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‘Social goals’: How kids’ react to bullying

U. ILLINOIS (US) — Many wonder why bullies bully, but a new study looks at the other side of the equation: How do children respond to bullying and why?

The answer, researchers say, may lead to more effective interventions to reduce the negative consequences—and perhaps even the frequency—of bullying.

“The main question we were interested in is how do children go about selecting strategies for dealing with harassment from their peers?” says University of Illinois psychology professor Karen Rudolph, who led the study, which is published in the journal Child Development.


“And what we focused on was an understanding of the goals that kids develop in their social relationships.”

Consciously or not, children tend to adopt one of three approaches, she says.

“Some are focused on developing their relationships. They want to improve their social skills. They want to learn how to make friends.”

Others are most interested in “demonstrating their competence,” she says. They may try to demonstrate their competence by enhancing their status or seeking approval from their peers. “These are kids who say: ‘I want to be cool. I want lots of kids to like me. I want to hang out with the popular kids.'”

Or they may try to demonstrate their competence by avoiding negative judgments.

“These are the kids who say, ‘I’m not going to do anything that’s going to draw negative attention, that’s going to make me look like a loser, that’s going to embarrass me,'” Rudolph says.

A series of questionnaires administered to 373 second-graders and their teachers revealed how many of the children had been harassed (half of the children reported being the target of teasing, gossip, physical intimidation, or worse, at least a little bit of the time), how they responded to harassment, and how each child generally thought about his or her peer relationships.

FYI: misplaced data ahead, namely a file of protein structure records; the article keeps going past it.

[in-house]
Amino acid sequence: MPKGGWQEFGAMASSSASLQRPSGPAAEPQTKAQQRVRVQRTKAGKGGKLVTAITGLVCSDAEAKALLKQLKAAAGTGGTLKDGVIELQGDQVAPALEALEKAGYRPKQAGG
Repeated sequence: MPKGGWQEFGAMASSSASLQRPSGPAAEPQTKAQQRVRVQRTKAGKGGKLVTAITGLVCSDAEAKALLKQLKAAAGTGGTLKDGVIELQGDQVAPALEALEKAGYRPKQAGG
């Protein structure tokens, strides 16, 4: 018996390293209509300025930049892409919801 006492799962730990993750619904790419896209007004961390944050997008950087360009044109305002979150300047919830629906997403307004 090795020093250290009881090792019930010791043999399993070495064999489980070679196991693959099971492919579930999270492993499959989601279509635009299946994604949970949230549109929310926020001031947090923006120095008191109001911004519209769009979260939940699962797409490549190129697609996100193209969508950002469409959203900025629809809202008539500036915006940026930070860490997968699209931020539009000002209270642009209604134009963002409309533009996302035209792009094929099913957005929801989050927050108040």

The researchers then followed the children to determine if, and how, their social goals influenced how they dealt with harassment in the third grade.

As expected, they found that children who were most interested in developing relationships “had more positive perceptions of themselves and were more likely to say that they would cooperate and work to reduce conflict with other kids,” Rudolph says.

When other kids harassed them, these children were “more likely to engage in proactive strategies to solve the problem,” she says. This might involve asking a teacher for advice or getting emotional support.

Students with these goals also were less likely to engage in other impulsive responses to harassment. Children who wanted to be perceived as “cool” or competent “were less likely to use those kinds of thoughtful, careful strategies” when dealing with harassment, Rudolph says, and “they were more likely to retaliate.” These children also had more negative perceptions of their peers.

Those who wanted to avoid negative judgments were less likely to retaliate against their peers. “But they were also more passive. They just ignored what happened,” she says.

This approach might be useful in some circumstances, particularly for boys who tend to be more physically aggressive and more likely to retaliate than girls, Rudolph says. But passive responses also may increase a bully’s willingness to up the ante.

Children who were more bullied in the second grade “were more likely to freeze up and try to escape from the situation, or to ruminate about it, keep going over it in their mind, but not actually do something active about it,” Rudolph says. They also were less likely to show problem-solving type strategies in the third grade.

Understanding children’s social goals may lead to better interventions to change the dynamic between a bully and his or her targets.

“Just telling kids, ‘this is what you should do’ might not change their behaviors because their goals might be different from our goals,” she says.

“So I think understanding where the kid’s coming from and why they’re actually acting the way they do is going to be crucial for changing their behavior.”

The research was supported by the National Institute of Mental Health and the University of Illinois Research Board.

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